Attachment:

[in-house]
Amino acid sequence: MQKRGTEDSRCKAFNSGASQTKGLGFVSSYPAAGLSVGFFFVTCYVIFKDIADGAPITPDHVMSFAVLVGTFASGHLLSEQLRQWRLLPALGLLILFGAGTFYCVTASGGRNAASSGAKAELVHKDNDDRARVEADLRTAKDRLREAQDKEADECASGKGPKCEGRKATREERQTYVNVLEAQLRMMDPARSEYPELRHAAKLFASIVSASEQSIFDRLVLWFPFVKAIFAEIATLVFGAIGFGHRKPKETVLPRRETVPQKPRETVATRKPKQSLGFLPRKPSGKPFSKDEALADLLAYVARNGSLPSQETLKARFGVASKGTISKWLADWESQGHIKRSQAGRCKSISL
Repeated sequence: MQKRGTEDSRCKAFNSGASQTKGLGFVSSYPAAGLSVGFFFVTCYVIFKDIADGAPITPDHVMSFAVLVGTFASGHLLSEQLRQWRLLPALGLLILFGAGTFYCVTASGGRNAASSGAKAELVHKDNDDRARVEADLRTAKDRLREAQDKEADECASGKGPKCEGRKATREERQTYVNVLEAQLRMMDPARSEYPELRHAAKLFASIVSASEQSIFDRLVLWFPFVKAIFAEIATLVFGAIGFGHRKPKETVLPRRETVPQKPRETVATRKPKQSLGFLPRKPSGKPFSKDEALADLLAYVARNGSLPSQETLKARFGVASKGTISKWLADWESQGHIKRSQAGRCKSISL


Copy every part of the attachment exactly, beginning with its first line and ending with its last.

[in-house]
Amino acid sequence: MQKRGTEDSRCKAFNSGASQTKGLGFVSSYPAAGLSVGFFFVTCYVIFKDIADGAPITPDHVMSFAVLVGTFASGHLLSEQLRQWRLLPALGLLILFGAGTFYCVTASGGRNAASSGAKAELVHKDNDDRARVEADLRTAKDRLREAQDKEADECASGKGPKCEGRKATREERQTYVNVLEAQLRMMDPARSEYPELRHAAKLFASIVSASEQSIFDRLVLWFPFVKAIFAEIATLVFGAIGFGHRKPKETVLPRRETVPQKPRETVATRKPKQSLGFLPRKPSGKPFSKDEALADLLAYVARNGSLPSQETLKARFGVASKGTISKWLADWESQGHIKRSQAGRCKSISL
Repeated sequence: MQKRGTEDSRCKAFNSGASQTKGLGFVSSYPAAGLSVGFFFVTCYVIFKDIADGAPITPDHVMSFAVLVGTFASGHLLSEQLRQWRLLPALGLLILFGAGTFYCVTASGGRNAASSGAKAELVHKDNDDRARVEADLRTAKDRLREAQDKEADECASGKGPKCEGRKATREERQTYVNVLEAQLRMMDPARSEYPELRHAAKLFASIVSASEQSIFDRLVLWFPFVKAIFAEIATLVFGAIGFGHRKPKETVLPRRETVPQKPRETVATRKPKQSLGFLPRKPSGKPFSKDEALADLLAYVARNGSLPSQETLKARFGVASKGTISKWLADWESQGHIKRSQAGRCKSISL